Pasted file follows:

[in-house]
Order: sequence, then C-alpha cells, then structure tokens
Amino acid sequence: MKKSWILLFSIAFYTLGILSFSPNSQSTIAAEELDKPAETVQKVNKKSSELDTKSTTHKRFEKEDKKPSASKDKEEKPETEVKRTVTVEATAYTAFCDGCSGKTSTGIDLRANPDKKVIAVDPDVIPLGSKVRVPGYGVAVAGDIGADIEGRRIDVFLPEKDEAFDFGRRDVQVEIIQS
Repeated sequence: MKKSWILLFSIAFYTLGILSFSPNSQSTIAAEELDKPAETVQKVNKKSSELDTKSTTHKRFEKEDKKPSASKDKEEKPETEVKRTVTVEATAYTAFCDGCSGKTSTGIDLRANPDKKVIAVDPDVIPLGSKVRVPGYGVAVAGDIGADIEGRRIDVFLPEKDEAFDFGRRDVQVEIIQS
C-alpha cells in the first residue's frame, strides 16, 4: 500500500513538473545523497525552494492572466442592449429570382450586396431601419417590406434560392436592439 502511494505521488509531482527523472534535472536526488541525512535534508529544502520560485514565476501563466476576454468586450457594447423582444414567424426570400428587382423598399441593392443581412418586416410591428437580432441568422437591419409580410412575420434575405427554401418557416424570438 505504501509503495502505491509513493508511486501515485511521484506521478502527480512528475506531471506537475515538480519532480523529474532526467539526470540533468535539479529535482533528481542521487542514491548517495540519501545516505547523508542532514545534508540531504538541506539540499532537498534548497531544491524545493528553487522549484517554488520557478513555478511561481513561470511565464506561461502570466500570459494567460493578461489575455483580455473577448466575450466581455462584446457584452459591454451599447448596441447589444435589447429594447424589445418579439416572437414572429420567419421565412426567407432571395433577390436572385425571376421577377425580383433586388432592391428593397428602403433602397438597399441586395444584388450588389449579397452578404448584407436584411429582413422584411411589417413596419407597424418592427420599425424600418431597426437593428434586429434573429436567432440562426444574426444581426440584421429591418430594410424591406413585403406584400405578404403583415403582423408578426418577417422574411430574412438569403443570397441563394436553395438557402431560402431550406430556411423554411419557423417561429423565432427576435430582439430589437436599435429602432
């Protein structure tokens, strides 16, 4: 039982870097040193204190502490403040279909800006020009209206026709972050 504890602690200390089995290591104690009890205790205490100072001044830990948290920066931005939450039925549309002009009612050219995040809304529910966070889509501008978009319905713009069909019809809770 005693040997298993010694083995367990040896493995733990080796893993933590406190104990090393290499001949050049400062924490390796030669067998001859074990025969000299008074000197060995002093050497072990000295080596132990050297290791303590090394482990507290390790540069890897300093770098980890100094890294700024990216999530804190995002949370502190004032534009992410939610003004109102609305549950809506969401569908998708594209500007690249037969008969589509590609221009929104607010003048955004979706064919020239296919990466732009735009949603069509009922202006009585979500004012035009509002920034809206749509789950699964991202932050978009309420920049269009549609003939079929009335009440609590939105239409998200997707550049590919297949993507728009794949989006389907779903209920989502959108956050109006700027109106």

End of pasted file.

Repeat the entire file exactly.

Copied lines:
[in-house]
Order: sequence, then C-alpha cells, then structure tokens
Amino acid sequence: MKKSWILLFSIAFYTLGILSFSPNSQSTIAAEELDKPAETVQKVNKKSSELDTKSTTHKRFEKEDKKPSASKDKEEKPETEVKRTVTVEATAYTAFCDGCSGKTSTGIDLRANPDKKVIAVDPDVIPLGSKVRVPGYGVAVAGDIGADIEGRRIDVFLPEKDEAFDFGRRDVQVEIIQS
Repeated sequence: MKKSWILLFSIAFYTLGILSFSPNSQSTIAAEELDKPAETVQKVNKKSSELDTKSTTHKRFEKEDKKPSASKDKEEKPETEVKRTVTVEATAYTAFCDGCSGKTSTGIDLRANPDKKVIAVDPDVIPLGSKVRVPGYGVAVAGDIGADIEGRRIDVFLPEKDEAFDFGRRDVQVEIIQS
C-alpha cells in the first residue's frame, strides 16, 4: 500500500513538473545523497525552494492572466442592449429570382450586396431601419417590406434560392436592439 502511494505521488509531482527523472534535472536526488541525512535534508529544502520560485514565476501563466476576454468586450457594447423582444414567424426570400428587382423598399441593392443581412418586416410591428437580432441568422437591419409580410412575420434575405427554401418557416424570438 505504501509503495502505491509513493508511486501515485511521484506521478502527480512528475506531471506537475515538480519532480523529474532526467539526470540533468535539479529535482533528481542521487542514491548517495540519501545516505547523508542532514545534508540531504538541506539540499532537498534548497531544491524545493528553487522549484517554488520557478513555478511561481513561470511565464506561461502570466500570459494567460493578461489575455483580455473577448466575450466581455462584446457584452459591454451599447448596441447589444435589447429594447424589445418579439416572437414572429420567419421565412426567407432571395433577390436572385425571376421577377425580383433586388432592391428593397428602403433602397438597399441586395444584388450588389449579397452578404448584407436584411429582413422584411411589417413596419407597424418592427420599425424600418431597426437593428434586429434573429436567432440562426444574426444581426440584421429591418430594410424591406413585403406584400405578404403583415403582423408578426418577417422574411430574412438569403443570397441563394436553395438557402431560402431550406430556411423554411419557423417561429423565432427576435430582439430589437436599435429602432
């Protein structure tokens, strides 16, 4: 039982870097040193204190502490403040279909800006020009209206026709972050 504890602690200390089995290591104690009890205790205490100072001044830990948290920066931005939450039925549309002009009612050219995040809304529910966070889509501008978009319905713009069909019809809770 005693040997298993010694083995367990040896493995733990080796893993933590406190104990090393290499001949050049400062924490390796030669067998001859074990025969000299008074000197060995002093050497072990000295080596132990050297290791303590090394482990507290390790540069890897300093770098980890100094890294700024990216999530804190995002949370502190004032534009992410939610003004109102609305549950809506969401569908998708594209500007690249037969008969589509590609221009929104607010003048955004979706064919020239296919990466732009735009949603069509009922202006009585979500004012035009509002920034809206749509789950699964991202932050978009309420920049269009549609003939079929009335009440609590939105239409998200997707550049590919297949993507728009794949989006389907779903209920989502959108956050109006700027109106």